The first step to learning Bleed is understanding the “Herta” pattern. The “Herta” pattern originates from drum lines and drum corps. It is basically a single drag played with alternate sticking.
To break it down we start by playing 16th notes with our hands accenting in groups of 3.
4 BARS played @ 50 BPM
This is a 3 over 2 pattern.
The next step is to add an extra 32nd note after every accent. This will change the sticking as follows.
Once you have got a feel for the 3 over 2 "Herta" its time to move the pattern to the feet.
If your double bass drum technique is not advanced just start by playing it slowly. Set your metronome at about 60 BPM at first. If you are comfortable playing it faster then increase the BPM, but make sure you have got it solid before you progress.
Once you have the foot pattern down its time to add the hands.
The hands play a simple half time groove in 4/4. The hi-hat on the quarter note and the snare on the 3rd beat of the bar.
Accented 8th notes is closer to what Haake actually plays. For the sake of ease we will consider it a quarter note. As you get better you can add in the 8th notes. The same applies for many other Meshuggah songs.
First just add the hi-hat to the foot pattern taking note of the left foot and the right foot as they fall under each hand stroke. (noted below)
Once you feel comfortable playing the foot pattern with the hi-hat, add in the snare.
This is a densely layered groove. It has a lot going on at the same time. The feet play a counterpoint rhythm to the hands.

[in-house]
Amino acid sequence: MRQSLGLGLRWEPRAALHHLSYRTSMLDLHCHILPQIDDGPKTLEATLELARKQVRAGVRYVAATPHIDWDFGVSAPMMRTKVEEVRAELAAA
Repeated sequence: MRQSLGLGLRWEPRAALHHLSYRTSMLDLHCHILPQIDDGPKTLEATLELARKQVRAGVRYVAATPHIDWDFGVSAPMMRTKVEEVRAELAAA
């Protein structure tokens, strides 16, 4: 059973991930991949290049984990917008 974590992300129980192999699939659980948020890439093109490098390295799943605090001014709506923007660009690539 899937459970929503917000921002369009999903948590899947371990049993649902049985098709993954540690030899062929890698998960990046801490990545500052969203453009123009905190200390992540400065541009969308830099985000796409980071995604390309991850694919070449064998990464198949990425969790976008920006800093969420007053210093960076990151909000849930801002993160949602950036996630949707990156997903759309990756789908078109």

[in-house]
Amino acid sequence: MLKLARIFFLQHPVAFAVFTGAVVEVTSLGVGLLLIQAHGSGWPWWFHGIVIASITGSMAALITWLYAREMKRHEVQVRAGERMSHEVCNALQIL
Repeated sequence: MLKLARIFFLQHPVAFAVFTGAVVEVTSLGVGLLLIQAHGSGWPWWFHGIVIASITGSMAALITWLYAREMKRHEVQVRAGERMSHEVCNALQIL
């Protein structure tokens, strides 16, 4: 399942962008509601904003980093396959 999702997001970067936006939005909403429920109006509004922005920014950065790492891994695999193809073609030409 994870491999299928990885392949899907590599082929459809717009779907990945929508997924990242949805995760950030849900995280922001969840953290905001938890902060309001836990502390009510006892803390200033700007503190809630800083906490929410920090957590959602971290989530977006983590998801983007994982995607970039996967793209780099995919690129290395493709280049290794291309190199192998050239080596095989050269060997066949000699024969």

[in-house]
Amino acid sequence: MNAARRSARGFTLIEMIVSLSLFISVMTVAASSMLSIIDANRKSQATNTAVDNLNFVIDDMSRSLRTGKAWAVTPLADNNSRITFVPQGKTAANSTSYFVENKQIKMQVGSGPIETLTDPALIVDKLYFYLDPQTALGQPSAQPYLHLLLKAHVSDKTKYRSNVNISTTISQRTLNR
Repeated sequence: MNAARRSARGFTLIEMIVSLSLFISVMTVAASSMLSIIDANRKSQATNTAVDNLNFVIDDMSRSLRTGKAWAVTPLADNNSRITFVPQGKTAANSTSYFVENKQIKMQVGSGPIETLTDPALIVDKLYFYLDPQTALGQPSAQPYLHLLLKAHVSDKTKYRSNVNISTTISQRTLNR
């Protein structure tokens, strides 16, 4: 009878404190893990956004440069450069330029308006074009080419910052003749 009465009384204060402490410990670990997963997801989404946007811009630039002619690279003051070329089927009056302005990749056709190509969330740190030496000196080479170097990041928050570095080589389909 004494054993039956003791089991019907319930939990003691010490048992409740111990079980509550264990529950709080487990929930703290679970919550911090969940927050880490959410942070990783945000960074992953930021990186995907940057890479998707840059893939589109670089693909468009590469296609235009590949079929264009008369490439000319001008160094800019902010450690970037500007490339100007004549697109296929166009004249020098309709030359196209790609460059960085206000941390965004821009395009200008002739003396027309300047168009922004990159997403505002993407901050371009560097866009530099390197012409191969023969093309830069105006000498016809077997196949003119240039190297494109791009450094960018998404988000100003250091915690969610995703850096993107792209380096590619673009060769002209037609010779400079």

One of the most important aspects to learning any Meshuggah groove is co-ordination. Make sure any layered notes are played in unison. Avoid flams between limbs.
To ensure this you need to be aware of which foot strokes fall under which hands. Below is a diagram that shows which hands and feet are played in unison. (This would be the inverse for left-handers.)
It will take some work to get this up to the speed of 115 BPM. It all depends on how developed your double bass drumming is.
There are also a few small variations in the first section of the song. These variations are used as lead-ins to the next section or next riff. Bar 8 has the first one - just before the vocals enter.
Bar 8 of transcription
The snare accents inline with the "Herta" pattern. You may need to practice this by itself. This could be quite tricky especially when switching back to the original pattern.
The other variation is in bar 16. It pre-empts the riff change.
Bar 16 of transcription
The cymbal crash on the last 16th note of the bar needs to be played with the left hand (or the non-leading hand) so that the leading hand can play beat 1 of the next bar.